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5 rules for partnering with startups

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Those of us active in the technology industry understand how valuable the "ecosystem" between mature companies and startups can be. Mature companies benefit by gaining access to innovative new products well before their competitors. In return, startups secure early customers to prove market adoption, which is critical to their ability to attract investors and much-needed capital.

The model works for service firms as well. A real-life example is our startup's relationship with a well-known law firm. It selects high-growth-potential, early stage companies and provides counsel to help us avoid costly mistakes that could impact future growth and valuation. It also introduces us to potential investors who are often its clients. In return, should our startup become the next Instagram, the law firm will have locked in a huge and very loyal client. At a minimum, it is helping its current clients by providing a steady stream of new investment opportunities that have already been pre-vetted.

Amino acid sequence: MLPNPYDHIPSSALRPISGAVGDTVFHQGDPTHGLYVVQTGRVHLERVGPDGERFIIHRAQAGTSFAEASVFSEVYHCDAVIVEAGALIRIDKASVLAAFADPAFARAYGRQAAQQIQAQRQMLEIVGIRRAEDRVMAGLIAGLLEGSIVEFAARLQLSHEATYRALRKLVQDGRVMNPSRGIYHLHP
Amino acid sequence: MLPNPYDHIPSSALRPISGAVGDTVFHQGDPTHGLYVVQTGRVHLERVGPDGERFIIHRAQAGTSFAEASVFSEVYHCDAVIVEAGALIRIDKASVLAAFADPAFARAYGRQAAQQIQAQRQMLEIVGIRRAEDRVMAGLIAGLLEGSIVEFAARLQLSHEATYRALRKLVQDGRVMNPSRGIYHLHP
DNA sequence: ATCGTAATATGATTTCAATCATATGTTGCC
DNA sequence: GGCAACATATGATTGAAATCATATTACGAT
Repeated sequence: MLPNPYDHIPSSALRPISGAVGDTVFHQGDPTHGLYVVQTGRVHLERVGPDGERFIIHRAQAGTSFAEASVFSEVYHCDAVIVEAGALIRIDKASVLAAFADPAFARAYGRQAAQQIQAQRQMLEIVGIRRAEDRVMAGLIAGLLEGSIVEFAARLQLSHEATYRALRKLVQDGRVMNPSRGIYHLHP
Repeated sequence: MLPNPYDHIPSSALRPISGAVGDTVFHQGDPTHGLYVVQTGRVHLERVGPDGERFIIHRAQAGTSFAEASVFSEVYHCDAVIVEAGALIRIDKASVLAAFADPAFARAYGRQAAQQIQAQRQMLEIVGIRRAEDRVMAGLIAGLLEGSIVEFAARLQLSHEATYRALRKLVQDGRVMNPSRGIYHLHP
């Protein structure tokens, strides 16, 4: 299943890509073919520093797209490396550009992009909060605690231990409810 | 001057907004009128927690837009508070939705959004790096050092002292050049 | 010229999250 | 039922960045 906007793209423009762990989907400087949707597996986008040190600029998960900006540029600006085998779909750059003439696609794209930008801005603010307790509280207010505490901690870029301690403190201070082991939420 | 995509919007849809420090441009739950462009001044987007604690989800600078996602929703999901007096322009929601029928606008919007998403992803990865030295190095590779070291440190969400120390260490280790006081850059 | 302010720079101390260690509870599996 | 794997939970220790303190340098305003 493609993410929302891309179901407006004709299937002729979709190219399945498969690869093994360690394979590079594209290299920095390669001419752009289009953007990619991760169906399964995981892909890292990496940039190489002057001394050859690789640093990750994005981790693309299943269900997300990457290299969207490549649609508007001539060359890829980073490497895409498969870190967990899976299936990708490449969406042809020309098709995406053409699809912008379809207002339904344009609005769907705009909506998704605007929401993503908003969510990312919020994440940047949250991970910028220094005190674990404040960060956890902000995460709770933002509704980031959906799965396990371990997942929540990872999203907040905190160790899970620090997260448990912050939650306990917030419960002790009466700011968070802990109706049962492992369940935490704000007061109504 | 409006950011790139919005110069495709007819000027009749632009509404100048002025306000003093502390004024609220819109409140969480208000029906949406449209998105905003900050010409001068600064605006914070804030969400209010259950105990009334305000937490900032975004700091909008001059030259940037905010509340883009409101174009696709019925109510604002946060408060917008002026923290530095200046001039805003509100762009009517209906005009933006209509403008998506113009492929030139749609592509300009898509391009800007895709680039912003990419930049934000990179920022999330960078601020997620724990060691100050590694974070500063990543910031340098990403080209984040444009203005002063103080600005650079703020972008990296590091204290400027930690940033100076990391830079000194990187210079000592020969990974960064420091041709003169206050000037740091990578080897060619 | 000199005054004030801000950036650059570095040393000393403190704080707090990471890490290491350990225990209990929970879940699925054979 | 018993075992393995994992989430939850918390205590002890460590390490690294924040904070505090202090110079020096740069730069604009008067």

5 rules for partnering with startups

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So why haven't more agencies and brand marketers joined this ecosystem? Perhaps it is because traditionally there's so much value placed on hitting immediate profit goals that there's little room to invest in the future. However, I'd rather believe it is simply a matter of confusion about how to find the right startup to partner with. So in an effort to foster more participation in our ecosystem, I offer these five guidelines for how an established brand can build a mutually beneficial partnership with a technology startup.

 

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